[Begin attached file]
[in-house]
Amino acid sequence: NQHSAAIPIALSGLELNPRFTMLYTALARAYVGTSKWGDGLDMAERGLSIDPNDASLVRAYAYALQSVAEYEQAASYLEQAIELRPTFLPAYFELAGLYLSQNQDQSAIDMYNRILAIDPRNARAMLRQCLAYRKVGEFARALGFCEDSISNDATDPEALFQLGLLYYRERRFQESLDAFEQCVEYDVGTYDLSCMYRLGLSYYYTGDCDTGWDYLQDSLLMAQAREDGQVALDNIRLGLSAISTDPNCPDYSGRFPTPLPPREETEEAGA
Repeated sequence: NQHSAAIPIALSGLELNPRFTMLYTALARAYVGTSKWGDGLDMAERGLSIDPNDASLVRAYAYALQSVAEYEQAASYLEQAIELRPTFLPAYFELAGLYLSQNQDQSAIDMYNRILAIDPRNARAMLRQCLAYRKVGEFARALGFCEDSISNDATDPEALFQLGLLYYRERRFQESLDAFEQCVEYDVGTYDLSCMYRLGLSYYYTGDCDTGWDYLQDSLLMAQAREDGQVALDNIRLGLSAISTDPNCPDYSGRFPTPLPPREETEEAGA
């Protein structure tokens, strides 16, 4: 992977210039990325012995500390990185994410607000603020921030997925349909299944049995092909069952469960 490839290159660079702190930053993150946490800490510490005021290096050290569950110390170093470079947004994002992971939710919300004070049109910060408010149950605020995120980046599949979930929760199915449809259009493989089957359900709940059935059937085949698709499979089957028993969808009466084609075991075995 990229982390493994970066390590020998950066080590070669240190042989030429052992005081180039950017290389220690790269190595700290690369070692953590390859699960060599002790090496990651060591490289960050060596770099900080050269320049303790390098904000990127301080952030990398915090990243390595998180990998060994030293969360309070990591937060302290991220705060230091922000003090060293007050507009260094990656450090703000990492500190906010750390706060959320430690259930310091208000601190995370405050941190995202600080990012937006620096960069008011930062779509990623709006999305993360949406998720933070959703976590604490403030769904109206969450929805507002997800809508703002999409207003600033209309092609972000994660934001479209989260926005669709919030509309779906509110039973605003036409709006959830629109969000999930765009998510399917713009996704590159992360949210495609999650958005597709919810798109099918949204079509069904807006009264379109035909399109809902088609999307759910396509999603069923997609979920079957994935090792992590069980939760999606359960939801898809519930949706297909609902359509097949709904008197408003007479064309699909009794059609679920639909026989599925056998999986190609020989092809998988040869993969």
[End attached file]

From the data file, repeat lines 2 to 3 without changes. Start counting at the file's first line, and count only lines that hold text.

Amino acid sequence: NQHSAAIPIALSGLELNPRFTMLYTALARAYVGTSKWGDGLDMAERGLSIDPNDASLVRAYAYALQSVAEYEQAASYLEQAIELRPTFLPAYFELAGLYLSQNQDQSAIDMYNRILAIDPRNARAMLRQCLAYRKVGEFARALGFCEDSISNDATDPEALFQLGLLYYRERRFQESLDAFEQCVEYDVGTYDLSCMYRLGLSYYYTGDCDTGWDYLQDSLLMAQAREDGQVALDNIRLGLSAISTDPNCPDYSGRFPTPLPPREETEEAGA
Repeated sequence: NQHSAAIPIALSGLELNPRFTMLYTALARAYVGTSKWGDGLDMAERGLSIDPNDASLVRAYAYALQSVAEYEQAASYLEQAIELRPTFLPAYFELAGLYLSQNQDQSAIDMYNRILAIDPRNARAMLRQCLAYRKVGEFARALGFCEDSISNDATDPEALFQLGLLYYRERRFQESLDAFEQCVEYDVGTYDLSCMYRLGLSYYYTGDCDTGWDYLQDSLLMAQAREDGQVALDNIRLGLSAISTDPNCPDYSGRFPTPLPPREETEEAGA